I received this message from a friend who lives in a Super Tuesday state, and post it with his permission. The writer is a person of the male persuasion, and, like me, is not a young man. His thoughts are as follows:
Until last night [when we had news of the South Carolina primary], I was determined to vote for Liz or Amy. I wanted to keep a woman in the race, both for philosophical and electability reasons.
My heart was and is with Bernie.
However, barring an angelic message otherwise, I now plan to vote Joe. Best chance to kick ass and balls. And that is what it’s all about.
I generally resist Monday-morning quarterbacking bloviating about debates, because what I would have to say would have little value. So let me call your attention to Mr. Rich’s observations—mostly interesting, some surprising, maybe even right on point.
Someone please grab a big hook and get Beto, Julián, Andrew, Tulsi, and Tom off the stage.
I don’t think this will be very controversial.
According to Rich, Biden is toast—he “lacks intellectual agility” and “seems incapable of the improvisational moves necessary to take on Trump.”
Fortuitously, I had lunch today with a retired mover and shaker who said much the same thing about Biden.
Tomorrow, my lunch companion of today is going to lunch with a former president of the United States.
According to Rich, Booker is “sunny and personable” but “finds it hard to depart from his over-polished prefab scripts.”
I have to say, I think Mr. Rich may be overemphasizing the importance—not to mention the ease—of running mental circles around Trump on the debate stage.
That said, it’s true that Senator Booker hasn’t gone anywhere in the polls. And it’s true that Amy and Mayor Pete both seem much better poised than Corey to take up the mantle as Biden falters.
Kamela “remains an enigma.”
That would be Elizabeth, who “occasionally seemed defensive and misspoke.”
I have been struggling to find out what makes people pause about Elizabeth—apart, of course, from concern about her being “too far left.” My tentative conclusion is that she thinks she’s smarter than you and me. (Probably true, at least in my case.) She thinks she’s morally superior to you and me. She thinks she’s braver than you and me. All of which is probably true, too. And she shows, by word and manner, that she thinks she is smarter, better, and braver than you and me. And that puts some people off.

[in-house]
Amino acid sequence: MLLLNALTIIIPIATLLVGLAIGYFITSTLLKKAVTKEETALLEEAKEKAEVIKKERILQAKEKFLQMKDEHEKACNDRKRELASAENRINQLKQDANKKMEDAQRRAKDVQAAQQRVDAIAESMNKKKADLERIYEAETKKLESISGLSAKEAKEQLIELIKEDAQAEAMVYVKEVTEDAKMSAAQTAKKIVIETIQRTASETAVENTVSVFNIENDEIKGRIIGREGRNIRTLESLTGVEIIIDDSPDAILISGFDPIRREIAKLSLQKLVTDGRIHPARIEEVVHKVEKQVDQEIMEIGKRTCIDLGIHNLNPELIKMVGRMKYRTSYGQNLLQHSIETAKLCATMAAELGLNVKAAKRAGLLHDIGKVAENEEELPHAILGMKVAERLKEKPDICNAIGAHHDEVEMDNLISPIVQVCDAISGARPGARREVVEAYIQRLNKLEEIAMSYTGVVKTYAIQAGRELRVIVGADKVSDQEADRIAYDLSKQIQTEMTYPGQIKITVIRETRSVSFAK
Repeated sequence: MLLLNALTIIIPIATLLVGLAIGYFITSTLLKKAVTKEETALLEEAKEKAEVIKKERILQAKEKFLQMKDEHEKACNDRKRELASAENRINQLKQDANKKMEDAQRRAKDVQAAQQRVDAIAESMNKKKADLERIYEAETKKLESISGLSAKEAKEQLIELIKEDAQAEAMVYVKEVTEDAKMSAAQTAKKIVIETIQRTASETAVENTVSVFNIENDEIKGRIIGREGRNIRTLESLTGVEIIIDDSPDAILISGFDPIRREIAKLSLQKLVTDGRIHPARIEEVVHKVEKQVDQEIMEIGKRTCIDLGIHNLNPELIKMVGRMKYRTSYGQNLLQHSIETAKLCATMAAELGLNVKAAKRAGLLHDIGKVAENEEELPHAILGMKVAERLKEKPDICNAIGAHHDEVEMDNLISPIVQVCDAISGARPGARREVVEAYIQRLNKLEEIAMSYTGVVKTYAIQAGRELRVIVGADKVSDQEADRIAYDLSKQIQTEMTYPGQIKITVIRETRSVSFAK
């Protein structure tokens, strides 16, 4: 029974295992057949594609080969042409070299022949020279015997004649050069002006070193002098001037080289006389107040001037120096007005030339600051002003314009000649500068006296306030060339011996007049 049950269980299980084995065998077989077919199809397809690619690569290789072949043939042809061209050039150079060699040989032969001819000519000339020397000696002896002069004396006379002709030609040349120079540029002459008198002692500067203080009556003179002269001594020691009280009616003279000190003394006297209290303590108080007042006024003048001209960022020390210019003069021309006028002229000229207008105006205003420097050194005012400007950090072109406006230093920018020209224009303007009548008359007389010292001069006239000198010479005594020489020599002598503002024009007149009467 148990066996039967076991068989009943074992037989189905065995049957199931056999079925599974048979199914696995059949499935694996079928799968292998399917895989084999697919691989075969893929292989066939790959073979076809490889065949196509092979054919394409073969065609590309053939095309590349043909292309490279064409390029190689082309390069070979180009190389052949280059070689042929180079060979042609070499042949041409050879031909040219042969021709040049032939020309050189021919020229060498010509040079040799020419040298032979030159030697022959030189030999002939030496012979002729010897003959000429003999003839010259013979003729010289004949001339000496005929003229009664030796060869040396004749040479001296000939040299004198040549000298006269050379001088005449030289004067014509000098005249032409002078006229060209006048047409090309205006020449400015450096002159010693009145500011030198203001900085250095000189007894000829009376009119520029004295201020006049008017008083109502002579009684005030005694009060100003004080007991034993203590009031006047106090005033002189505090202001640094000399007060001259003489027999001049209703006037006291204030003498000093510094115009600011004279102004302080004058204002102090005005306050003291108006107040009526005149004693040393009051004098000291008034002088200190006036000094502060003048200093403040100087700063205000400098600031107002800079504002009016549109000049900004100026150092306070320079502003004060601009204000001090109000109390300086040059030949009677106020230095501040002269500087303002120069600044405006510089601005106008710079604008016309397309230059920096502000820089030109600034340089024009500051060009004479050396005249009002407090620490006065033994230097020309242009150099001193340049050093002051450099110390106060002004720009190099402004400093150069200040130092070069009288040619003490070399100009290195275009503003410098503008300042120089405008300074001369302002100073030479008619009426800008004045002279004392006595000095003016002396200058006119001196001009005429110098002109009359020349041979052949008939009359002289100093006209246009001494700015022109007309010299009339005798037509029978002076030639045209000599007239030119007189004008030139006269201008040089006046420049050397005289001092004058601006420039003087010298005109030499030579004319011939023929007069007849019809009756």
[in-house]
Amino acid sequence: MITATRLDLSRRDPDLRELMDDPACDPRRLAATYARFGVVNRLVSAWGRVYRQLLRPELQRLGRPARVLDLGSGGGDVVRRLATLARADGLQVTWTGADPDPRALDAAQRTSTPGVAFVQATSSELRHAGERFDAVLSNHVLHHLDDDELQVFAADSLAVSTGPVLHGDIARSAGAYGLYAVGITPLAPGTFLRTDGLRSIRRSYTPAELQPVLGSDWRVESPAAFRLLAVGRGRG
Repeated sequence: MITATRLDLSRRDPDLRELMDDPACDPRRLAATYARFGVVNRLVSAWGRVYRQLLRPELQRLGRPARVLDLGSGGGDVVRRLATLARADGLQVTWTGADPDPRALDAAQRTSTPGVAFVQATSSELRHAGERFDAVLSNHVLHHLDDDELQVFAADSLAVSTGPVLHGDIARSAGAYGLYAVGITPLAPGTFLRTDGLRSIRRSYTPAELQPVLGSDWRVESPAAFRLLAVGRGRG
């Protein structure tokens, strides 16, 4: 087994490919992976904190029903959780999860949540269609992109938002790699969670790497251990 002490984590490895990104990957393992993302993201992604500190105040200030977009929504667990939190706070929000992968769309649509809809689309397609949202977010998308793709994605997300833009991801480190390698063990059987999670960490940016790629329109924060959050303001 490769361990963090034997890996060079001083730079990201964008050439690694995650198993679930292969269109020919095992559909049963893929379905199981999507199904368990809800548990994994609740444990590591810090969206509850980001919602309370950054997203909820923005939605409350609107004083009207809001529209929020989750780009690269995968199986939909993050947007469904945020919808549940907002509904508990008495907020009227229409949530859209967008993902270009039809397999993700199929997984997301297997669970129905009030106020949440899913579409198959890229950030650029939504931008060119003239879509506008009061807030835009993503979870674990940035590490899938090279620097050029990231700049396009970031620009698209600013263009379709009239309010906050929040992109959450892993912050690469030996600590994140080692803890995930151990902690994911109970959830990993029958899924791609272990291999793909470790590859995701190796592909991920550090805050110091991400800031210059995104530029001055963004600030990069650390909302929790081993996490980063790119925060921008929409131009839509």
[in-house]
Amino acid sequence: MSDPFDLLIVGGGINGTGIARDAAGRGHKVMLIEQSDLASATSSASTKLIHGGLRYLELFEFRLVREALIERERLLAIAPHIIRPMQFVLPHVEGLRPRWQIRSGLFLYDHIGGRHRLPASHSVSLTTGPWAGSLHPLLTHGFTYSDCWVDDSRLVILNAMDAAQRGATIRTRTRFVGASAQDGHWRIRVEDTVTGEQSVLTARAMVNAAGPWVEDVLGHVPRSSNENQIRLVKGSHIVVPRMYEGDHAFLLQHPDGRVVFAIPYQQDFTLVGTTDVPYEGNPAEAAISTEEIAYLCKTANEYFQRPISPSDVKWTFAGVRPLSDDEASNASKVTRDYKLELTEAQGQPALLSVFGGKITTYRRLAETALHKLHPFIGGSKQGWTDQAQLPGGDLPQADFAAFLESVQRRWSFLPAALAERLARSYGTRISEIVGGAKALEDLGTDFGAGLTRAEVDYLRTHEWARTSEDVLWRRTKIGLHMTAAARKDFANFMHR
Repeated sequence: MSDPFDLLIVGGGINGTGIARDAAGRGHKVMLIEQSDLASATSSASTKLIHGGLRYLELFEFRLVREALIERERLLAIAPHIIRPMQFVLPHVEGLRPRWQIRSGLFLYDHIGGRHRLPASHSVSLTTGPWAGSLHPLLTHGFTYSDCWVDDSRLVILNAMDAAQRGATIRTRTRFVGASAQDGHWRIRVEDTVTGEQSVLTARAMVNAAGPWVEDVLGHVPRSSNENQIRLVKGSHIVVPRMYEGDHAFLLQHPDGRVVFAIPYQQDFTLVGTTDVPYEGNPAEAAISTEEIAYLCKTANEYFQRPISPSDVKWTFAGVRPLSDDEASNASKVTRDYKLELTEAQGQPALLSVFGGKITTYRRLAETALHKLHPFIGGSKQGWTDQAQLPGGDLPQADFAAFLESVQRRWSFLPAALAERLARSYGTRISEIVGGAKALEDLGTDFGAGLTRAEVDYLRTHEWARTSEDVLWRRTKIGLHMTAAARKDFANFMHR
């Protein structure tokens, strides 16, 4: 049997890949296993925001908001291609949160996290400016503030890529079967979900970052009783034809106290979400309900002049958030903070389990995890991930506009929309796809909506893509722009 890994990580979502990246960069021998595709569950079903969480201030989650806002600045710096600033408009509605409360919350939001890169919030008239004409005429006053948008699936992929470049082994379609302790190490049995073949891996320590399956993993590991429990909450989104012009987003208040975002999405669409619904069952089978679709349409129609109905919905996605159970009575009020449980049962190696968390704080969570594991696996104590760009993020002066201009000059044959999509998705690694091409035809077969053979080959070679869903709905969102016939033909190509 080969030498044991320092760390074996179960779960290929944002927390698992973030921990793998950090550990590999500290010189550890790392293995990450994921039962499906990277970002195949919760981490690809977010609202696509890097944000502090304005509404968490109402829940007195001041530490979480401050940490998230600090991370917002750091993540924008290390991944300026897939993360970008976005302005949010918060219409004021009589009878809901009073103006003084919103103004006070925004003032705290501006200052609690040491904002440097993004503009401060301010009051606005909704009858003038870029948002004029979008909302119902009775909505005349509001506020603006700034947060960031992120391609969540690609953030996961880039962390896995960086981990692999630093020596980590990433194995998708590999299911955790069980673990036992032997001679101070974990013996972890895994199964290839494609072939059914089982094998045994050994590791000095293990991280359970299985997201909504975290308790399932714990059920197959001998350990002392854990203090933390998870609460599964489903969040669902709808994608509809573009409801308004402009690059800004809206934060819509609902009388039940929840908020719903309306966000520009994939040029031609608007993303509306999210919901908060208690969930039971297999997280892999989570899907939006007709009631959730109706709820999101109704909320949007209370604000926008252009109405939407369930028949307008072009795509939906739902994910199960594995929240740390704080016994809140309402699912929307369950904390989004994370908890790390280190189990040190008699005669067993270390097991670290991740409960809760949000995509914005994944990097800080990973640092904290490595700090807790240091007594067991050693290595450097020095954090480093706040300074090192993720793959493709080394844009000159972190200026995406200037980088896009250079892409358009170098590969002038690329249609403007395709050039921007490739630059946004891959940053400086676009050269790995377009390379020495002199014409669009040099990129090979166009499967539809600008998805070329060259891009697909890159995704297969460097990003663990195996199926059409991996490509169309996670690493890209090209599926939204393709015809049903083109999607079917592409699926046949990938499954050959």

Compare Elizabeth to Mayor Pete, who is also probably a lot smarter, a lot better, and a lot braver than you and me. He acts like he knows these things, but they were not so important to him as they are too Elizabeth.
That would be Bernie, who seemed to have found his heart attack a refreshing and renewing experience.
But he’s still too old.
But what about Michael Bloomberg? He has begun to float the idea of entering the Democratic primary as a centrist option if Biden falters. Would he be a contender?
At 77, he would at last remedy a glaring shortcoming of the septuagenarian Democratic field by filling the age gap between Biden (76) and Sanders (78). And it would be highly gratifying to see a genuinely successful and accomplished New York billionaire go up against the fraud in the White House. He might drive Trump crazy — that is, crazier — and he could be self-financing to an extent.
This morning, everybody’s a theater critic.
My own view is that Sleepy Joe woke up and smelled the coffee.
And that fellow Bennett, down at the end of the line, seems to have prepped for the debate by imbibing some Dutch courage.